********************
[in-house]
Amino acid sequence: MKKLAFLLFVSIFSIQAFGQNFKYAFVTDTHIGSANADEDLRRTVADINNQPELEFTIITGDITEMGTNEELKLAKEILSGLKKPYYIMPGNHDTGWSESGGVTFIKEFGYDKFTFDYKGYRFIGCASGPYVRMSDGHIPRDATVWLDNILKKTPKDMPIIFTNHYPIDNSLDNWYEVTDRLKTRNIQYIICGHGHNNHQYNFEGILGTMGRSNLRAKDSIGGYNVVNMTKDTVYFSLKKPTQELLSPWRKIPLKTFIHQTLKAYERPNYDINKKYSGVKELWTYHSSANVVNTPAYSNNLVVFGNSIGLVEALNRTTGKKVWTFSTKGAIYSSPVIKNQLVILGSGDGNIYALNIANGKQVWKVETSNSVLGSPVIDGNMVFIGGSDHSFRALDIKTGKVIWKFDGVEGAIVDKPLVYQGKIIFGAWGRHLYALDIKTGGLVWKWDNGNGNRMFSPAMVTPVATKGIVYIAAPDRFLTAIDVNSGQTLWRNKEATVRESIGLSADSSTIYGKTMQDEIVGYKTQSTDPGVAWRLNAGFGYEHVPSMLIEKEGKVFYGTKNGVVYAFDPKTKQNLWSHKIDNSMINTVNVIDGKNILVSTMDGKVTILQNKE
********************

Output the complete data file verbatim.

[in-house]
Amino acid sequence: MKKLAFLLFVSIFSIQAFGQNFKYAFVTDTHIGSANADEDLRRTVADINNQPELEFTIITGDITEMGTNEELKLAKEILSGLKKPYYIMPGNHDTGWSESGGVTFIKEFGYDKFTFDYKGYRFIGCASGPYVRMSDGHIPRDATVWLDNILKKTPKDMPIIFTNHYPIDNSLDNWYEVTDRLKTRNIQYIICGHGHNNHQYNFEGILGTMGRSNLRAKDSIGGYNVVNMTKDTVYFSLKKPTQELLSPWRKIPLKTFIHQTLKAYERPNYDINKKYSGVKELWTYHSSANVVNTPAYSNNLVVFGNSIGLVEALNRTTGKKVWTFSTKGAIYSSPVIKNQLVILGSGDGNIYALNIANGKQVWKVETSNSVLGSPVIDGNMVFIGGSDHSFRALDIKTGKVIWKFDGVEGAIVDKPLVYQGKIIFGAWGRHLYALDIKTGGLVWKWDNGNGNRMFSPAMVTPVATKGIVYIAAPDRFLTAIDVNSGQTLWRNKEATVRESIGLSADSSTIYGKTMQDEIVGYKTQSTDPGVAWRLNAGFGYEHVPSMLIEKEGKVFYGTKNGVVYAFDPKTKQNLWSHKIDNSMINTVNVIDGKNILVSTMDGKVTILQNKE